The Palermo Cathedral had the distinction of being the largest church in terms of length, compared to other contemporary churches in Sicily, with reference to the
cathedral buildings in Cefalù, Catania and Messina
. It is likely that this particular feature is due to the fact that the ‘Norman’ cathedral was built on the pre-existing great
in Palermo, while the other churches were built ‘ab fundamentis‘. Throughout the 12th century and part of the 13th century, the entrance to the Gualterian cathedral was located on the southern side, probably on the site of a pre-existing access room under the portico, also known as the
Loggia or Tocco
.The main or “canonical” west façade, left unfinished, began construction in the second half of the 13th century and was followed by the construction of the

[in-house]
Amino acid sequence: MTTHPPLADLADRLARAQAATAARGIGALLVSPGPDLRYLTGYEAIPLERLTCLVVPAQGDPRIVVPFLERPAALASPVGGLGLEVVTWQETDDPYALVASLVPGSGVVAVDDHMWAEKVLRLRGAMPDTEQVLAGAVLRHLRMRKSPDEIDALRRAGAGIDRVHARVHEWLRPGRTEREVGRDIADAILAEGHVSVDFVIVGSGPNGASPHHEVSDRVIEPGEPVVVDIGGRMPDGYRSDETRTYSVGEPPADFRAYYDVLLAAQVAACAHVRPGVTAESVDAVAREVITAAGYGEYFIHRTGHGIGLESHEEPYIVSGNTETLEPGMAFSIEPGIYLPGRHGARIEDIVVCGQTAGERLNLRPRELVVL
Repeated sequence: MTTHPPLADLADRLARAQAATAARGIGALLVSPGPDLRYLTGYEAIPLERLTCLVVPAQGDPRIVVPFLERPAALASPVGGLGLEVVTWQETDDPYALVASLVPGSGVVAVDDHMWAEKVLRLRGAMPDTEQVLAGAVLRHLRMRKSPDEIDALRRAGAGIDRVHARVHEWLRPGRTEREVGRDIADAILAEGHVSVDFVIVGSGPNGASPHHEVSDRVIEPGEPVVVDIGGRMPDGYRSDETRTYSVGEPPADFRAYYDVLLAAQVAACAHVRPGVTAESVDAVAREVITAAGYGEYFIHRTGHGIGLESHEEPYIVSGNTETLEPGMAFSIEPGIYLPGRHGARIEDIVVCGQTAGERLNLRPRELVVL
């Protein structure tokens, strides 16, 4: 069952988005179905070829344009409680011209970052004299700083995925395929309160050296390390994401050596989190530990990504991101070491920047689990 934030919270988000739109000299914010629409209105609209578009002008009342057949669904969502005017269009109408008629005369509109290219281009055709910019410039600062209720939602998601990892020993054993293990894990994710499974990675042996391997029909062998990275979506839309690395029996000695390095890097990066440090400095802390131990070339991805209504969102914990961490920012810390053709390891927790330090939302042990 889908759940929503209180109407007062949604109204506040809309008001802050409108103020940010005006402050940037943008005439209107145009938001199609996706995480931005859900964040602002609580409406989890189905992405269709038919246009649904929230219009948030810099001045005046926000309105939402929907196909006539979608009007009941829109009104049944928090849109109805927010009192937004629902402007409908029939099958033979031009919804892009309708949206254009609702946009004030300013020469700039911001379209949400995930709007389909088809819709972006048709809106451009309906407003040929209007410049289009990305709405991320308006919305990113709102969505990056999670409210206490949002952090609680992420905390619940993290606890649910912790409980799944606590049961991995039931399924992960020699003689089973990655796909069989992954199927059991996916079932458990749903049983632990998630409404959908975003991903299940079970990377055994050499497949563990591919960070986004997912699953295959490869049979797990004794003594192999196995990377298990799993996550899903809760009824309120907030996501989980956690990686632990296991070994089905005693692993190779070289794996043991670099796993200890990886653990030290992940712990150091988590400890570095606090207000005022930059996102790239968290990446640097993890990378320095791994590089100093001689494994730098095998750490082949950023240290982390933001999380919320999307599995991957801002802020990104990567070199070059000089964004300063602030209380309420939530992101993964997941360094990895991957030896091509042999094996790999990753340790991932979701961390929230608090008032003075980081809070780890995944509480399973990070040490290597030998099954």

large marble portal
, in around 1350, splayed with recessed lintels in the
The hall was composed according to the canonical tripartition, divided by the arches that delimited the main aisle from the side aisles. It’s intended appearance was to appear very elegant and slender. The central part rose above the side walls with high walls on ten pointed archways on each side, supported by twenty-two groups of Egyptian granite columns, described by historians as Theban columns with Tuscolan capitals , using the tetrastyle system . This system was then followed during the Renaissance by Giorgio di Faccio , for the construction of the San Giorgio dei Genovesi Church in Palermo’s Loggia dei Mercanti district .
The central area was lit by large single-lancet windows, framed in the wall plane with an alternating score of voids and solids followed, on the external façade, by a series of blind single-lancet windows defined by arches with recessed lintels and framed by small marble and porphyry columns.